Solar Micro-grids Take Root in East Africa

Solar micro-grids are playing an important role in ensuring that communities living in remote areas away from main power have access to electricity in East Africa in a region where nearly 80 percent of the population have no access to grid power.

But the biggest and most unique feature of the growing concept is the ability of companies offering the service to leverage and use mobile phone technology to run their businesses and save on costs.

Consumers use mobile money — M-Pesa in Kenya, for example — to purchase power units as well as monitor usage and get an alert when the amount of power purchased is going low.

That option means that no staff is deployed to read power meters and no bills are due at the end of the month — users purchase power units in a pre-pay arrangement that uses crowd computing.

One such company is SteamCo, and according to founding director Sam Duby, the firm has invested in 24 solar sites in Kenya and Tanzania all in remote countryside where hope of ever accessing main grid electricity remains a mirage in the foreseeable future, even as sun as a resource remains available all year round.

“Our company never needs to send bills to consumers or even hire meter readers,” Duby said in an interview. “Everything is automated like a 21st century vending machine and consumers only buy power when they can or need it.”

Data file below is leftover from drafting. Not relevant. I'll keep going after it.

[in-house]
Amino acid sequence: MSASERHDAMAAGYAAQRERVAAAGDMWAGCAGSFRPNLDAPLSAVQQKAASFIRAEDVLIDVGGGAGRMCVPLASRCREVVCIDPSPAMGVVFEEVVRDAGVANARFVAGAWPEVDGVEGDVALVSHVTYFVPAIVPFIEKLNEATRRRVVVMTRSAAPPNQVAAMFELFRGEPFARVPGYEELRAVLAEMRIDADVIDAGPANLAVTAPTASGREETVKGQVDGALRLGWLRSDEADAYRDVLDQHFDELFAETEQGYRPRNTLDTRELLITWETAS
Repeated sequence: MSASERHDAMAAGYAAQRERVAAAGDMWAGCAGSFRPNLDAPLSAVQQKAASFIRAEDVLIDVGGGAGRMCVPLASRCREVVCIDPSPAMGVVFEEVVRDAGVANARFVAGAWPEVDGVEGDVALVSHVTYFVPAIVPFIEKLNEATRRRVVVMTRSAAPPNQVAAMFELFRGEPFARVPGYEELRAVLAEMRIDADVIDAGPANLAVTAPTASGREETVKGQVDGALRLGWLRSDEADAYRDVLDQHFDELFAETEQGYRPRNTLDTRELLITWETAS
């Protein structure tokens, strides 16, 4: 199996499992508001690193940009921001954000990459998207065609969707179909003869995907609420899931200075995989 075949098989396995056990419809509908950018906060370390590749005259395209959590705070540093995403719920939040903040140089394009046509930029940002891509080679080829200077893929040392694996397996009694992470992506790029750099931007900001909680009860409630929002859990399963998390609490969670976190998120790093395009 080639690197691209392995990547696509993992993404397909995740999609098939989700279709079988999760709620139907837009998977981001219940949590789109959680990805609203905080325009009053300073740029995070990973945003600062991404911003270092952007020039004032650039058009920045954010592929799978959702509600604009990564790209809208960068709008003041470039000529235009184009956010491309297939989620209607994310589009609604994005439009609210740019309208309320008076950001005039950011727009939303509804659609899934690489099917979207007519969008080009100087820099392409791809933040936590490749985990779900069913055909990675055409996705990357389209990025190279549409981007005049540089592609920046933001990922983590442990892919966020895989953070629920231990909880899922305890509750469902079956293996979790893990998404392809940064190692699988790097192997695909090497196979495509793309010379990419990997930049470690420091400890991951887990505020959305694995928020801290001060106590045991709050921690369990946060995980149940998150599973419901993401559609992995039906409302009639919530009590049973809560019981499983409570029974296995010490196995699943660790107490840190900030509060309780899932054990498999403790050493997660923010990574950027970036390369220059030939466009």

Duby’s company uses high-capacity solar panels at a power hub  — a power station from which power is tapped and stored in high-voltage batteries, harvesting up to 5.6 kW, enough to supply stable electricity  to nearly 100 households and business premises depending usage and distance from the hub.

In Kenya, the government thinks that these micro-grids will be critical in the country’s Last Mile Connectivity project — a World Bank-funded project meant to ensure that all rural schools and shops have access to electricity.

In 2015, the government granted American micro-grid firm Powerhive East Africa a license to distribute power to any number of customers within its reach, effectively breaking monopoly of the state-owned distribution utility Kenya Power Company.

“The cost decline in solar and storage will continue bringing off-grid generation costs ever closer to grid levels, and we have developed innovative technology to optimize the cost of distribution and the design of distribution systems,” Rik Wuts, Powerhive co-founder, said in an interview.

Kenya has identified micro-grids and will support them to ensure universal access to power by 2020, according to Pavel Oimeke, director of renewable energy at Electricity Regulatory Board (ERC).

The country, he said, is approving new higher power tariffs for micro-grids to help them play the important role of connecting remote communities while ensuring that the companies remain viable businesses.

“We are set to approve slightly higher power tariffs for micro-grids compared to those we have allowed for national grid to ensure fair return on investment for the companies,” Oimeke said.

Lead image: Woman speaking on mobile phone. Credit: Shutterstock.

Author

  • Maina Waruru is a freelance journalist with an interest in science and climate change issues. He is based in Nairobi, Kenya.

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Maina Waruru is a freelance journalist with an interest in science and climate change issues. He is based in Nairobi, Kenya.

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